[et_pb_section fb_built=”1″ _builder_version=”4.5.1″ _module_preset=”default”][et_pb_row _builder_version=”4.5.1″ _module_preset=”default”][et_pb_column _builder_version=”4.5.1″ _module_preset=”default” type=”4_4″][et_pb_text _builder_version=”4.5.1″ _module_preset=”default” hover_enabled=”0″]
What legal considerations do firms need to be aware of when letting staff members go during a pandemic? And is a zoom or skype call the best way to break the news?
The Labour Advisory No.1, Series of 2020, of the Department of Labour and Employment (DOLE) states that “employees who fail or refuse to work by reason of imminent danger resulting from natural or man-made calamity shall not be … subject to any administrative sanction”. This was issued on Jan. 13 by the DOLE secretary, before the president declared a six-month national public health emergency on Mar. 16. Twelve days earlier, on Mar. 4, upon realising the far-ranging adverse effects of COVID-19, the DOLE secretary announced through Labour Advisory 9-2020: “The adoption of ﬂexible work arrangements is considered as (a) better alternative(s) than outright termination of the services of the employees or the total closure of the establishments.” On May 16, reiterating the preferred approach of avoiding employment terminations, the DOLE secretary reminded employers about alternative work schemes as remedies to avoid such terminations and closures: employee transfers or reassignments; reduction of workdays; job rotation; partial closure.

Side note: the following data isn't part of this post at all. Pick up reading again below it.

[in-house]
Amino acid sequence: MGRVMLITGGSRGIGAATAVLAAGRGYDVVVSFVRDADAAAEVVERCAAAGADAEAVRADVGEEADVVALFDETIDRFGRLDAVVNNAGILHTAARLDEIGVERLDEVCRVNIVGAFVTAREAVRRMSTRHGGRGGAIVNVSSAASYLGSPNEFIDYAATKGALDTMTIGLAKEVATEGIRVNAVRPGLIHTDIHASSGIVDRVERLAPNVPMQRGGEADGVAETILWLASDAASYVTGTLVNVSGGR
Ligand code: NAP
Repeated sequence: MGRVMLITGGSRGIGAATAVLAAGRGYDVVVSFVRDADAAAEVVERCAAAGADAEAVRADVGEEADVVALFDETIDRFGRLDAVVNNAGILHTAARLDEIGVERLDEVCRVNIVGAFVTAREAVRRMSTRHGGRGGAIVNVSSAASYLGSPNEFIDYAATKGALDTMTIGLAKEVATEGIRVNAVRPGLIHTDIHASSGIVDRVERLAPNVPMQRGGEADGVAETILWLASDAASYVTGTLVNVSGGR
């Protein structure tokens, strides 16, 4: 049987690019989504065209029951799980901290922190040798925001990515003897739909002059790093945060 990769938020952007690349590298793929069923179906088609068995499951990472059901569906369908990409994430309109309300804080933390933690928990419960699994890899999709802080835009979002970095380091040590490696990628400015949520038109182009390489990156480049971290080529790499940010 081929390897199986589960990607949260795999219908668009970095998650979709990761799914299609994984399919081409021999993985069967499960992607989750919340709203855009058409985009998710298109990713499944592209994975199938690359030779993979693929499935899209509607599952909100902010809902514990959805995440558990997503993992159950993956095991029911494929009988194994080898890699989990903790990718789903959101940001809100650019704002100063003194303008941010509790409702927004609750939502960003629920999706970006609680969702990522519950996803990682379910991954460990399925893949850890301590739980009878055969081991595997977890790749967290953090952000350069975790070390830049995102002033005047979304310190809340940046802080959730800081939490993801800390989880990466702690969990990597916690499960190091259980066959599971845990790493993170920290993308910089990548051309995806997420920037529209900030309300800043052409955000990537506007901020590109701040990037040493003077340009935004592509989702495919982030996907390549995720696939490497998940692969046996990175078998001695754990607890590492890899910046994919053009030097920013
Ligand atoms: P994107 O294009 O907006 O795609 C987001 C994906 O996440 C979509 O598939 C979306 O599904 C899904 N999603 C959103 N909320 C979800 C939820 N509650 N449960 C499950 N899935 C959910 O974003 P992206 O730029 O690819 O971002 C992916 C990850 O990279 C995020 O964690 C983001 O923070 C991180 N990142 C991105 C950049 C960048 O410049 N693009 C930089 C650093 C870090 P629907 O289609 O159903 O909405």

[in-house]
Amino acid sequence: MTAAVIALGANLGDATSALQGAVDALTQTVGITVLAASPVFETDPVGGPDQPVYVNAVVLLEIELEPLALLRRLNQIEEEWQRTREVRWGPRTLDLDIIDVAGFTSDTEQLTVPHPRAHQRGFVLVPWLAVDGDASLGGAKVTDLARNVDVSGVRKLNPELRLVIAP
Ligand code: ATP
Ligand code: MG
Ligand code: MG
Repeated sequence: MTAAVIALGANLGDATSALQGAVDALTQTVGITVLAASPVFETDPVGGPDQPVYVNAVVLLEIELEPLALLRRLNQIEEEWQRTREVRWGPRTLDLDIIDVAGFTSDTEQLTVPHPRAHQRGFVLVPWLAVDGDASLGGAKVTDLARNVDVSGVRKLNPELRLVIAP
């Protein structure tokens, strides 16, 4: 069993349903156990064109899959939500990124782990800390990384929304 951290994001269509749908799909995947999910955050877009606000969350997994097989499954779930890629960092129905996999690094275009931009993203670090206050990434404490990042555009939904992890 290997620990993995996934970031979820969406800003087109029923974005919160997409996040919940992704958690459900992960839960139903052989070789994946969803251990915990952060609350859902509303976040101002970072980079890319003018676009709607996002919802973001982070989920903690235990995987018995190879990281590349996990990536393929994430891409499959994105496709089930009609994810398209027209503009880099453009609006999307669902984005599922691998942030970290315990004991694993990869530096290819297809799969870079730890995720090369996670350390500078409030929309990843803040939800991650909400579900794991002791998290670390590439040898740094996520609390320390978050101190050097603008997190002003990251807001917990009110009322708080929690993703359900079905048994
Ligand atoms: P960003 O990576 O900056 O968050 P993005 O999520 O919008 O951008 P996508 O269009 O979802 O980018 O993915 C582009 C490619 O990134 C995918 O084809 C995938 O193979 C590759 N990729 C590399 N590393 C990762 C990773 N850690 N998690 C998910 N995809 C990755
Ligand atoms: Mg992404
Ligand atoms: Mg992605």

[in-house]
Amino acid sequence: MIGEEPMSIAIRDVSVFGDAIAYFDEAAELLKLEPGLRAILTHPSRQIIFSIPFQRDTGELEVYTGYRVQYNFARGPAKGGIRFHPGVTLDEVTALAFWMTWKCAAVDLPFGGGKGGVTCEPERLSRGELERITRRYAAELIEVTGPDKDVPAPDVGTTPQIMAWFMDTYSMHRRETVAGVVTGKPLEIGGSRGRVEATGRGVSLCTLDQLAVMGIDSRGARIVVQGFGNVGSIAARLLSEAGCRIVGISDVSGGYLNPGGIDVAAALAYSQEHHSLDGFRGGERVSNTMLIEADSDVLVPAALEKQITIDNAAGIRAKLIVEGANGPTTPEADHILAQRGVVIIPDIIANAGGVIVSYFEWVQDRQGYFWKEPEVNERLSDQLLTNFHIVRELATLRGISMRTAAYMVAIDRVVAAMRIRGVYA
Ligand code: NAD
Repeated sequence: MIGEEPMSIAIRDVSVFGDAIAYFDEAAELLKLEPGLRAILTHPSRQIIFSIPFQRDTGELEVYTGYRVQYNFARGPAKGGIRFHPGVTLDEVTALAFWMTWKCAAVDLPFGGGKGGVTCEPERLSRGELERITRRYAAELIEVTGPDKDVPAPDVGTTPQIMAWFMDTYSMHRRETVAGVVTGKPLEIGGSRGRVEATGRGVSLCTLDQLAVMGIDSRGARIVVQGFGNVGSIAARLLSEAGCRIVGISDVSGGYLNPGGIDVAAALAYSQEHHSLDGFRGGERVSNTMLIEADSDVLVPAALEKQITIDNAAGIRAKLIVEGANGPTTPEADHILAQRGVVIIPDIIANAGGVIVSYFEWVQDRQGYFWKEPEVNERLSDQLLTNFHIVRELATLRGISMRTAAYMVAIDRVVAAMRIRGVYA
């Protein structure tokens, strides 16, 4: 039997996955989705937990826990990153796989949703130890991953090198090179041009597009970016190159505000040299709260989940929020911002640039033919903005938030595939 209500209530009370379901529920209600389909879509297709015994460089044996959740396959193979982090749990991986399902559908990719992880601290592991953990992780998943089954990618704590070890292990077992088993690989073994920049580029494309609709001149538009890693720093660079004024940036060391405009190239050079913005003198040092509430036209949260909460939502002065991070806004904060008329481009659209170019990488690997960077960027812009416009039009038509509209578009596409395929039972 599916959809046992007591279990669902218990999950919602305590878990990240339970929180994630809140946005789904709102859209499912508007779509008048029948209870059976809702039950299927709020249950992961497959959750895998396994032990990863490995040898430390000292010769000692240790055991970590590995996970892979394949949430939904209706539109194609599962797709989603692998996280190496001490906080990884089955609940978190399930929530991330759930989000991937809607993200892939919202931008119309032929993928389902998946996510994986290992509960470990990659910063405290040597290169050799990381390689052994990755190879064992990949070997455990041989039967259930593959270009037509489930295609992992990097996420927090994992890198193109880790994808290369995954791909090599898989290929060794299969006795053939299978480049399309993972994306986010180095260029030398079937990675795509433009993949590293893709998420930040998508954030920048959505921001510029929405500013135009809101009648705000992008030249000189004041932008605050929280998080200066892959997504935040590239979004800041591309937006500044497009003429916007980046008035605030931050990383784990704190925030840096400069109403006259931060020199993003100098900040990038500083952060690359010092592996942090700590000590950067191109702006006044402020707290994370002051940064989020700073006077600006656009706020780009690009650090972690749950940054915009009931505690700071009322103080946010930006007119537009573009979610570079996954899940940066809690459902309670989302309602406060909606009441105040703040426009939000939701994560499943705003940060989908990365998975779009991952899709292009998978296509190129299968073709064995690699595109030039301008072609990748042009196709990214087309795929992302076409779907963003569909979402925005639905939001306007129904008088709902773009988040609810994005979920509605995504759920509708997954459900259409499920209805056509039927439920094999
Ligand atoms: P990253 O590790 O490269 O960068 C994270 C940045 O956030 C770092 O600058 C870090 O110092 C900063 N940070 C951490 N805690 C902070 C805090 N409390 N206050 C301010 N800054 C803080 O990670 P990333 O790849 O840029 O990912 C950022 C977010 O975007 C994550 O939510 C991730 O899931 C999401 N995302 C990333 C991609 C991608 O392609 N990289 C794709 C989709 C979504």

The question then is: Can Philippine employers nonetheless resort to employee dismissals if they deem the same to be necessary? Yes, they can, even during the pandemic, as long as there are just or authorised causes for terminating the employment. Just cause refers to fault or negligence of the employee (serious misconduct, gross and habitual neglect of duties, breach of trust, commission of a crime against the employer, or an analogous cause); authorised causes involve a business decision of the employer (as a redundancy declaration, installation of labour-saving devices, retrenchment, cessation of operations) or separation due to afﬂiction with a disease. There are however varying rules applicable to each of these causes. Generally, due process needs to be observed prior to dismissals for a just cause. Prior notices and payment of separation pay are required for authorised cause separations. Employers need not worry for as long as they have substantial evidence of the just or authorised cause and are compliant with the applicable rules.
This article first appeared in “Difficult Conversations”, an article in the Asian Legal Business by Elizabeth Beattle